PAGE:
The use of the double spike technique to correct for instrumental mass fractionation is applicable to any element with at least four isotopes. It was first proposed by Dodson17 and is now regularly used to obtain high-precision isotope data for many elements, including Pb, Fe, Zn, Os etc.18 The fundamentals of the double spike technique have been discussed extensively in the literature5,6,17–19 and only a short summary is provided here. Two mass spectrometric measurements are required per sample, one for the unspiked sample (the natural analysis) and one for a mixture of the sample with a double spike (the spiked analysis). In four isotope space, these two measurements define three lines (Fig. 1): a mixing line between the sample and the double spike, on which the mixture is located, and two mass fractionation vectors that displace the measured compositions from the true, mass fractionation corrected compositions. Provided that the composition of the double spike is well known, the nine equations that define the three lines can be solved to yield the mass fractionation factor α for the natural run and hence the mass fractionation corrected composition of the sample. Note that the absolute concentration of the double spike is not an input parameter and does not need to be precisely constrained.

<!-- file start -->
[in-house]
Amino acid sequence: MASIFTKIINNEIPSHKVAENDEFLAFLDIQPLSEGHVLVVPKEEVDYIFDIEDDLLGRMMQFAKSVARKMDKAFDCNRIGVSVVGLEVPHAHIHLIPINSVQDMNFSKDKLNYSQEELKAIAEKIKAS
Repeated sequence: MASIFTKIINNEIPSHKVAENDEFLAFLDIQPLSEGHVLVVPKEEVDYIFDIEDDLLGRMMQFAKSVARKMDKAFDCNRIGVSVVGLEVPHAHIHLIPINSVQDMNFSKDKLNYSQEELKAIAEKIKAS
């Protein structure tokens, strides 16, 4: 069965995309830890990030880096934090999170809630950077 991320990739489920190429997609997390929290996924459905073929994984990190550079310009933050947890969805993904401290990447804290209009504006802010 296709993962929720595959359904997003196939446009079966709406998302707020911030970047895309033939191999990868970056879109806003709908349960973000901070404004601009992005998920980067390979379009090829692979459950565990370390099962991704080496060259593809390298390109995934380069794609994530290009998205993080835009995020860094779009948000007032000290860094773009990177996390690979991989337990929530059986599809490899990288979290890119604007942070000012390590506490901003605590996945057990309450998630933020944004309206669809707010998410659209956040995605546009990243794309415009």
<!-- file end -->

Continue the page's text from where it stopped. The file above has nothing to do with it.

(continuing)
image file: c5ja00130g-f1.tif
Fig. 1 Principles of the double spike method. The combination of two measurements per sample, the natural analysis (N) and the spiked analysis (mixture – M), allows the construction of three lines in four isotope space: (i) a mixing line N–M–S between the sample and the double spike (S); (ii) a mass fractionation vector N–n for the natural run; and (iii) a mass fractionation vector M–m for the spiked run. The mass fractionation vectors displace the measured composition (n, m) from the true composition (N, M) of the sample and the mixture. In four isotope space, this results in nine equations with nine unknowns, and hence the system can be solved for the composition of the sample (N). Note that the mass fractionation vectors form a vector field when an exponential law is applied. The figure is not to scale and does not represent the true composition of the double spike.

3. Analytical techniques

3.1. The VUA 207Pb–204Pb double spike